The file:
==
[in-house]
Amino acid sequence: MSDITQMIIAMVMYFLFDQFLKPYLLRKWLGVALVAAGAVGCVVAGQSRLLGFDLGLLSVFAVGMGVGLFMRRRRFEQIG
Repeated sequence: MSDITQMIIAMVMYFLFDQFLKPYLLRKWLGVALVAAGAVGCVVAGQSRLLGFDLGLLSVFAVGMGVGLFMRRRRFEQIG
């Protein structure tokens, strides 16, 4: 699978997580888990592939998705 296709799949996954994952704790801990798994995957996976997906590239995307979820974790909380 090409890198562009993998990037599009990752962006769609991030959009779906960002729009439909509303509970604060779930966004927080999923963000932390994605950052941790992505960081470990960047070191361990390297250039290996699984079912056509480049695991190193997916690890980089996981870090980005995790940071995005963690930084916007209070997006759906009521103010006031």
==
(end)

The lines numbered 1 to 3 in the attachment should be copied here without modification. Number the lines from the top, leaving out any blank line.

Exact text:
[in-house]
Amino acid sequence: MSDITQMIIAMVMYFLFDQFLKPYLLRKWLGVALVAAGAVGCVVAGQSRLLGFDLGLLSVFAVGMGVGLFMRRRRFEQIG
Repeated sequence: MSDITQMIIAMVMYFLFDQFLKPYLLRKWLGVALVAAGAVGCVVAGQSRLLGFDLGLLSVFAVGMGVGLFMRRRRFEQIG